Life Transitions

There are just those decisions we make that are absolutely transformative, and for me, that would be moving to the Philippines last year to study. It was a move I never anticipated for myself, but I made it nonetheless, because of so many personal reasons of my own, as well as things I needed to figure out for myself.

Growing up as a migrant Filipino child in Hong Kong initially, and then Macau, I never had the real Philippine experience. And by that, I mean that I never really knew first-hand what life was truly like in the Philippines at all. Sure, I got to see a variety of people in melting pot cities in both Special Administrative Regions of China, as well as having seen a few different cultures up close while growing up in an international school, but it left me feeling disconnected with my Filipino heritage.

It is true that in almost all countries there are ample amounts of Filipinos who form communities away from their home country for the sake of still connecting with their Filipino roots, but I only ever experienced that as a child growing up in Hong Kong for the first 8 years of my life, and I didn’t really bother too much about that side of life when I was younger – I was more engrossed with games and having fun with my childhood playmates. After briefly moving to the Philippines for a few months when SARS hit Hong Kong, we moved to Macau. Here we stayed for around a decade and it became my main playground, seeing as it was the place where I became conscious of more things than what a mere child is aware of. In other words, I spent my adolescent years here and was where I was formulated to be the person I am now.

And while we were in Macau, we weren’t exposed to the Filipino community as much as we were in Hong Kong. What happened was more the opposite, and me and my brother grew up in isolation away from Filipino culture. And that’s when we both started to resent being who we were.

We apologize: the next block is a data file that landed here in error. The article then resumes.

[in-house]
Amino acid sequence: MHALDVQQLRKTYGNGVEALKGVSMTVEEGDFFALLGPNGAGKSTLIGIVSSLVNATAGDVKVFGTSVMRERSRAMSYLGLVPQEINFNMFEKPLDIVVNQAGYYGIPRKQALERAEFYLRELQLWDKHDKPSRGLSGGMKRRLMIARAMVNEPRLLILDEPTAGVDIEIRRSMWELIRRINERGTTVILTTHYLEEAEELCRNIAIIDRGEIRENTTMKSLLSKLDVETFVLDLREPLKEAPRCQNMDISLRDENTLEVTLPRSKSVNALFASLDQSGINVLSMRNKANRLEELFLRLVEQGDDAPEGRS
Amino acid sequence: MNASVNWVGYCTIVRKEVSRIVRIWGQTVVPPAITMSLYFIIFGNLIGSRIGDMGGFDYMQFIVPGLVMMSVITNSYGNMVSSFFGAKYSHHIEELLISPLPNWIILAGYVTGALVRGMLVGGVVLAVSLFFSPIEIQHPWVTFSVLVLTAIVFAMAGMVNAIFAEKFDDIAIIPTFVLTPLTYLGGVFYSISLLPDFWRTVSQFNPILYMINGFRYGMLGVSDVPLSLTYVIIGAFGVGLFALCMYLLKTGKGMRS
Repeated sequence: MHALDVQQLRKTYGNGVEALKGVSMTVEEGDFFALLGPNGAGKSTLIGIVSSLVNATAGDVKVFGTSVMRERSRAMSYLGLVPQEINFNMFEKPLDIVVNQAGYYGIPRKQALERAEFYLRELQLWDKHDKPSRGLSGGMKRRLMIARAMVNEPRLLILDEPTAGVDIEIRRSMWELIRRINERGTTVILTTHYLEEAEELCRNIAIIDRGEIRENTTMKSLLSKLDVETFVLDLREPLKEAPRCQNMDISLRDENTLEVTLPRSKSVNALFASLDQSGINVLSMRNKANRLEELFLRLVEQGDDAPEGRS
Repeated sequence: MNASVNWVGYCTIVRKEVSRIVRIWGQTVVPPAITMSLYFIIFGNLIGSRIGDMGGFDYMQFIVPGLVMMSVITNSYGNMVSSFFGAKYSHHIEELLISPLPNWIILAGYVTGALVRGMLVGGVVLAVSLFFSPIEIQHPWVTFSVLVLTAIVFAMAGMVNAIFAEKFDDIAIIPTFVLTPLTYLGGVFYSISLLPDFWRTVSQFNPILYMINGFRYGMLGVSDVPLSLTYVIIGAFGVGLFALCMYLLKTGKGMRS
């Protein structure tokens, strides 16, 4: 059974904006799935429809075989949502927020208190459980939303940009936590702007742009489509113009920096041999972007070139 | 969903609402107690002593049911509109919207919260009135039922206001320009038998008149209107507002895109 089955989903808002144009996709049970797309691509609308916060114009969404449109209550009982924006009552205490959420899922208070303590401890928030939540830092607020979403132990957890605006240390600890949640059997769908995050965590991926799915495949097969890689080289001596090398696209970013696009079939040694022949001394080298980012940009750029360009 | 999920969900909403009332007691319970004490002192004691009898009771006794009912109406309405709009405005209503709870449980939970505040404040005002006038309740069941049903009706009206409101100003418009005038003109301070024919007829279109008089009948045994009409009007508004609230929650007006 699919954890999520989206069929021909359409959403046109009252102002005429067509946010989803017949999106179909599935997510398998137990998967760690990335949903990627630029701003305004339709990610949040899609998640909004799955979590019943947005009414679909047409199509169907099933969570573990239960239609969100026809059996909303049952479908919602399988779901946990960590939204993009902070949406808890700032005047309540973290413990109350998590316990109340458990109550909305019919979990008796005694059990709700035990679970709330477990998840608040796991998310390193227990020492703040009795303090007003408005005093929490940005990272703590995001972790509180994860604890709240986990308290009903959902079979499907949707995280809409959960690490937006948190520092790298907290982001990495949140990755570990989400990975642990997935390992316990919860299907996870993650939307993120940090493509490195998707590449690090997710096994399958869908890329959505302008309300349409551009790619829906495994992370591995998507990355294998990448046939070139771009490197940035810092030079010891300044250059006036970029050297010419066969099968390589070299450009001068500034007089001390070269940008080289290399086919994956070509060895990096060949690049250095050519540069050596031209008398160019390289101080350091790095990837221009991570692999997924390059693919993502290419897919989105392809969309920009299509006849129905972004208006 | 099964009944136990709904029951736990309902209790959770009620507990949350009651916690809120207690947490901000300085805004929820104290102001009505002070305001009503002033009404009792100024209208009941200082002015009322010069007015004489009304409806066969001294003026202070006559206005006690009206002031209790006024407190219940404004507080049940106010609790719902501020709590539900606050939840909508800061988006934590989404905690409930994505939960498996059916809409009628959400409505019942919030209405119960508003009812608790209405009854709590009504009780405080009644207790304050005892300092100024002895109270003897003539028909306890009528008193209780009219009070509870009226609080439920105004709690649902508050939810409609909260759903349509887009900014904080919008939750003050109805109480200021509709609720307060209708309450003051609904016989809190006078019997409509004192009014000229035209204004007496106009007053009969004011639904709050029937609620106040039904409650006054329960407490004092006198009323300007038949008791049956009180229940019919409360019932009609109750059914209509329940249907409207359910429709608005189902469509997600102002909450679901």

On my end, there were times I didn’t exactly like being Filipino, but there were also times I felt indifferent about it. However, I do remember intense episodes of hatred towards being Filipino and I’d try my hardest to hide my Filipino-ness, blending in as much as I could with the locals.

Some may assume that life abroad is easier and much better, but there are also challenges unique to living overseas. I find such an assumption highly erroneous. Loneliness, feelings of inadequacy, and that inner fear that the locals might one day turn on you and force you out – it really builds constant anxiety and paranoia. Maybe that’s just me though.

When the Filipino name is synonymous to being a helper or a maid, which aren’t always looked upon with high regard or respect, the generalization can become very difficult to deal with. Respect can become very hard to find at times, even from within the community.

One specific memory I have when I was still young, and which has never left me, was when my mom was taking me to my kindergarten school. I was still 3 years old at the time, but what was said to her still haunts me to this day.

Alaga mo ba yan?”, another Filipina says to my mom, while indicating towards me. Understand that my mom graduated from university with a degree as a nutritionist dietician and has had over ten years of working experience by then. She’d also worked in Saudi Arabia for many years before giving birth to me. But all my mom did was to confirm the Filipina’s assumption. Years later, when I’d already grown up, she told me how much it actually pained her, as a mother, to be thought as just a maid to me. Since then, she’s done her very best to dress better no matter the circumstance just to avoid being assumed as such to both me and, later, my younger brother. And in a way, I’ve also inherited her way of thinking and added onto it another layer of my own – I just didn’t want to be Filipino.